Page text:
Relative acceleration is the difference between the accelerations of two different objects or rigid bodies moving in the same direction or in the opposite direction. The rate at which a velocity changes in a particular time period is acceleration. It can be calculated by using its general formulae, which are as follows;
aA = aB + aA B
Using the above general form of relative acceleration, point A's acceleration is the same as the acceleration of point B's acceleration, relative to point B's acceleration.
We can easily calculate the value of relative motion based on the relative velocity and relative acceleration above. Below are some additional dimensional examples that help explain relative motion velocity;
The Velocity of Relative Motion in One Dimension:
Objects can only move in one of two directions: either in the same direction or in the opposite direction. The objects are moving in a one-dimensional manner, with positive velocity, to produce relative motion. An example of this is if a person is sitting inside a moving train and the train is moving in the direction of the reference frame (the earth is assumed in this type of example). With this type of example, the value of velocity with respect to the earth can be written as vTE = 10 m/s, where TE stands for the train. The relative velocity is the speed at which the train is moving relative to a stationary person inside the train. Due to the direction of motion of the person, the relative velocity of the person with respect to the reference frame of the train is vPT = -2 m/s, where vPT is the relative velocity of the moving person inside the train. With respect to the reference frame of earth, the above two relative velocity factors can be added together to determine the total relative velocity.
VPE = VPT + VTE
Through the equation above, we can easily determine the total relative velocity of the train and the individual relative to the reference frame of earth.
Relative Motion Velocity In Two Dimensions
The relative motion velocity is viewed in the two dimensions of A and B, which are moving with the velocity of VA and VB in opposing directions, therefore taking the negative sign of the value of relative velocity, as measured in reference to the reference frame (earth). During this type of velocity calculation, two conditions can be taken into consideration, namely the velocity of object A in relation to the velocity of object B, and the velocity of object A with respect to the velocity of object B, mathematically stated as follows;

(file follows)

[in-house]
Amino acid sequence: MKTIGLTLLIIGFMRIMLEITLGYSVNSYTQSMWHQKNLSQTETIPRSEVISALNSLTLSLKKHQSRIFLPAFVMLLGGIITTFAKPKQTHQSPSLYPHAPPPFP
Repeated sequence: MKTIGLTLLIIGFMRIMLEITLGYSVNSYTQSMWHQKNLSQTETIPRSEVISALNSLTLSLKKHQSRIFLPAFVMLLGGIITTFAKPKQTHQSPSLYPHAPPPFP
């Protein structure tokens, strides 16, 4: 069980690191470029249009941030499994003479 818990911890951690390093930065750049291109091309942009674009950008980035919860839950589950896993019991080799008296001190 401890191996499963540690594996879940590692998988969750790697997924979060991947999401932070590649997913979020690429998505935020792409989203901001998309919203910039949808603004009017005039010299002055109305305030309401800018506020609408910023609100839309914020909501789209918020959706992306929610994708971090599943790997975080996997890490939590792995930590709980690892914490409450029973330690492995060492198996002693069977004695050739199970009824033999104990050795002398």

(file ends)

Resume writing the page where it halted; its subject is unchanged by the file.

Vab = Va - Vb (where va is the velocity of object A, vb is the velocity of object B, and vab is the velocity of object A with respect to the velocity of object B).
Additionally, if the velocity of object B is taken with respect to the velocity of object B, then the following equation can be applied;
Vba = Vb - Va (where vb is the velocity of object B, va is the velocity of object A, and Vba is the velocity of object B with reference to object A).
The magnitude of Vab and Vba will be lower than the magnitudes of Vb and Va if the velocity of A (Va) and B (Vb) is of the same sign (moving in the same direction). The magnitude of Vab and Vba will be larger than the magnitude of Vb and Va, however, if the velocity of object A (Va) and the velocity of object B (Vb) are of the opposite sign (moving in the opposite direction).
The measurement of relative motion velocity can be performed in a special case where both objects of interest are stabilised with respect to each other, thereby causing both of the objects to have 0 relative velocities, i.e.
Vb = Va
Vba = Vab = 0